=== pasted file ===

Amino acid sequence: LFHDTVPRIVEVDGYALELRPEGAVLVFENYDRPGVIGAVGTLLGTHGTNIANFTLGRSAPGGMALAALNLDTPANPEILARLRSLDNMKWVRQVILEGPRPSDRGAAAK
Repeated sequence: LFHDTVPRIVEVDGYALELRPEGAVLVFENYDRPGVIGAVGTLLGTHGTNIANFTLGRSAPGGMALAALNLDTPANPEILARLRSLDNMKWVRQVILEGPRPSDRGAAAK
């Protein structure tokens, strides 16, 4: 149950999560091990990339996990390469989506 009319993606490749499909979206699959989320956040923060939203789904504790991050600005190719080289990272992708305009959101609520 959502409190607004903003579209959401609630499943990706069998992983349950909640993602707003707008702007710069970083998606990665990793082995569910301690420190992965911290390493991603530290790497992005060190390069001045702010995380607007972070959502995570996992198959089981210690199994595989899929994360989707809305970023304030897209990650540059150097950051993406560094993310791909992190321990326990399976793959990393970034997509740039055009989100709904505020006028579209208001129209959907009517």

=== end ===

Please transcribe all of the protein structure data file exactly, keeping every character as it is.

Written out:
Amino acid sequence: LFHDTVPRIVEVDGYALELRPEGAVLVFENYDRPGVIGAVGTLLGTHGTNIANFTLGRSAPGGMALAALNLDTPANPEILARLRSLDNMKWVRQVILEGPRPSDRGAAAK
Repeated sequence: LFHDTVPRIVEVDGYALELRPEGAVLVFENYDRPGVIGAVGTLLGTHGTNIANFTLGRSAPGGMALAALNLDTPANPEILARLRSLDNMKWVRQVILEGPRPSDRGAAAK
């Protein structure tokens, strides 16, 4: 149950999560091990990339996990390469989506 009319993606490749499909979206699959989320956040923060939203789904504790991050600005190719080289990272992708305009959101609520 959502409190607004903003579209959401609630499943990706069998992983349950909640993602707003707008702007710069970083998606990665990793082995569910301690420190992965911290390493991603530290790497992005060190390069001045702010995380607007972070959502995570996992198959089981210690199994595989899929994360989707809305970023304030897209990650540059150097950051993406560094993310791909992190321990326990399976793959990393970034997509740039055009989100709904505020006028579209208001129209959907009517």